Coronavirus Victims: Sister Of The Civil Rights Movement Winifred Fredericks
WINIFRED FREDERICKS: Well, my name is Winifred Fredericks, also known as Sister Nandy. That's my name that I acquired during the civil rights struggle.
ARI SHAPIRO, HOST:
Winifred Fredericks was a daughter of New York City, a sister of the civil rights movement and a mother to the next generation of Black leaders. Fredericks died of COVID-19 in April, just 10 days before her 93rd birthday.
MARY LOUISE KELLY, HOST:
Mary Ellen Phifer met Fredericks in the '60s at a Congress Of Racial Equality meeting. They took part in Freedom Rides, sit-ins, protests, marching alongside the likes of Martin Luther King Jr.
MARY ELLEN PHIFER: Winnie (ph) was a very lovable, kind, dependable person. Whatever it was, you could count on her.
SHAPIRO: And for a time, many children counted on Fredericks for an education. Phifer remembers the two of them organizing and teaching at Freedom Schools in the '60s.
KELLY: These schools aimed to offer a better politically informed education to Black children than they might get at public schools, which were often segregated.
PHIFER: We didn't just have them sitting, laughing and talking, playing some kind of little games. It was supposed to be a meaningful, educational day.
SHAPIRO: In the '70s, Fredericks and her husband Maurice met a young Shagun Shabaka through a Black Power organization they were a part of.
SHAGUN SHABAKA: They were what I call a power couple. They had a rich, rich, consistent and long history of involvement in Black people's struggle.
KELLY: Dr. Shabaka says they lived their ideals. He remembers when fellow activists were jailed on what he calls trumped-up charges for murder.
SHAPIRO: The Fredericks and a few other families put their houses up as collateral for bail money. But when the activists were released, they fled the country, meaning the Fredericks were about to lose their home, until their community came together.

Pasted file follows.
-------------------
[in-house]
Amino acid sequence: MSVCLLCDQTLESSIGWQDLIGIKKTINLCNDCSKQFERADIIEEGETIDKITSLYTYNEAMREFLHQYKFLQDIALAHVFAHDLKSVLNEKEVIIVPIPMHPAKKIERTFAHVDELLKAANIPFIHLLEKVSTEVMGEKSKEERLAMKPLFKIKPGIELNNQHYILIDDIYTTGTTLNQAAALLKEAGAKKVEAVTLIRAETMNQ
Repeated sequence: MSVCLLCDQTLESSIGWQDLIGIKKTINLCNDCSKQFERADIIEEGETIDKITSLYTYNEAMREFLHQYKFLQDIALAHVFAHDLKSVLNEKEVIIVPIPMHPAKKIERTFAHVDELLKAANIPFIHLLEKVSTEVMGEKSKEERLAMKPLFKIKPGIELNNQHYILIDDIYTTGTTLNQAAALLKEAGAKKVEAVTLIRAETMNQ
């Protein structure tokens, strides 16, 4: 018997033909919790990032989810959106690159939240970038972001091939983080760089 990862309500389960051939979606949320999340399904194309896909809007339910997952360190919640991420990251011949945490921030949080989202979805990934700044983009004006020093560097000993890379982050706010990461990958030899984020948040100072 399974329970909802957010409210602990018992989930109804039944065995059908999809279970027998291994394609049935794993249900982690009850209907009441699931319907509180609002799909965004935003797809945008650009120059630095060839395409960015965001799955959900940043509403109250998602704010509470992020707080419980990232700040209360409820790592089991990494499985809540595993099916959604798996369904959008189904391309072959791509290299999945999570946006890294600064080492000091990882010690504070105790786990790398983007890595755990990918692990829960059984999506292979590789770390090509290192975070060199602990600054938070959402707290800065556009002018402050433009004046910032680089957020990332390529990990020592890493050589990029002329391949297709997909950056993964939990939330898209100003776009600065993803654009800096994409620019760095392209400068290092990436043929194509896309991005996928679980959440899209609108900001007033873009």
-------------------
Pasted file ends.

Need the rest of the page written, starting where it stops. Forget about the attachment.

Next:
SHABAKA: Through all of that, anybody else might have been bitter, angry, turned away from the struggle. They became more involved in the struggle. And if you were to ever talk to her about it, she would light up and laugh about how people rallied around them, and they were able to keep their home.
KELLY: Now, at home to her three children, Fredericks was mom.
ADELE LEE: Mom and I were very close.
KELLY: That's Fredericks' oldest daughter Adele Lee.
LEE: She instilled a lot of values in me as a young girl and as a growing-up woman - things that made me value myself.
SHAPIRO: In Fredericks' final years, Lee and her mother would visit a local senior center, where Fredericks enjoyed telling jokes to the residents.
LEE: You know, I had to censor them a little bit because she liked to read spicy jokes sometimes.
KELLY: Lee remembers her mother's kind heart and playful nature. She says Fredericks had her convictions, too.
LEE: She was forceful in a quiet way, if you can understand what I mean. She never had any bad thing to say about anybody, but she had an opinion.
SHAPIRO: In an interview with students from Long Island University in 2013, Fredericks was asked what advice she had for young people.
(SOUNDBITE OF ARCHIVED RECORDING)
FREDERICKS: To get involved in something - just get involved. I mean, don't just stand around. And once you start doing something, and you - sometimes, you can see improvement. And when you see improvement, you'll get more fired up, you know? There is a good feeling.
KELLY: Winifred Fredericks, Sister Nandy, civil rights pioneer and mother. She was 92 years old.
(SOUNDBITE OF KEM SONG, "I CAN'T STOP LOVING YOU")
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